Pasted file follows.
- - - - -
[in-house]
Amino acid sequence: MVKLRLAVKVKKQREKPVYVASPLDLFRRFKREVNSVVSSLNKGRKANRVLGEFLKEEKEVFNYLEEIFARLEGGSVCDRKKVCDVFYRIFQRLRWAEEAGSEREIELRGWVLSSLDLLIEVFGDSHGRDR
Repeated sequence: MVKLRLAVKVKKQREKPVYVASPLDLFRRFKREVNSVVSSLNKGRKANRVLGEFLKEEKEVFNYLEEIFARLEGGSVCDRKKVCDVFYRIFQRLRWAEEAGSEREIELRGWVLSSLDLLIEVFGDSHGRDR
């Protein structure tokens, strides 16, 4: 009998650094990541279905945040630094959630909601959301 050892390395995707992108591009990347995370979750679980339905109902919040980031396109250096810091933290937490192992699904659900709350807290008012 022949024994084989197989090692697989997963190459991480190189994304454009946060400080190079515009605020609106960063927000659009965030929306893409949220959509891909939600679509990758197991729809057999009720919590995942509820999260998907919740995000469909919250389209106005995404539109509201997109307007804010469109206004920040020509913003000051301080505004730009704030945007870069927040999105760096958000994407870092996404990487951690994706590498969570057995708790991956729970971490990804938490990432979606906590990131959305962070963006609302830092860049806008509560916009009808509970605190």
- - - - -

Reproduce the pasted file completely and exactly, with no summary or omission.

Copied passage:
[in-house]
Amino acid sequence: MVKLRLAVKVKKQREKPVYVASPLDLFRRFKREVNSVVSSLNKGRKANRVLGEFLKEEKEVFNYLEEIFARLEGGSVCDRKKVCDVFYRIFQRLRWAEEAGSEREIELRGWVLSSLDLLIEVFGDSHGRDR
Repeated sequence: MVKLRLAVKVKKQREKPVYVASPLDLFRRFKREVNSVVSSLNKGRKANRVLGEFLKEEKEVFNYLEEIFARLEGGSVCDRKKVCDVFYRIFQRLRWAEEAGSEREIELRGWVLSSLDLLIEVFGDSHGRDR
């Protein structure tokens, strides 16, 4: 009998650094990541279905945040630094959630909601959301 050892390395995707992108591009990347995370979750679980339905109902919040980031396109250096810091933290937490192992699904659900709350807290008012 022949024994084989197989090692697989997963190459991480190189994304454009946060400080190079515009605020609106960063927000659009965030929306893409949220959509891909939600679509990758197991729809057999009720919590995942509820999260998907919740995000469909919250389209106005995404539109509201997109307007804010469109206004920040020509913003000051301080505004730009704030945007870069927040999105760096958000994407870092996404990487951690994706590498969570057995708790991956729970971490990804938490990432979606906590990131959305962070963006609302830092860049806008509560916009009808509970605190």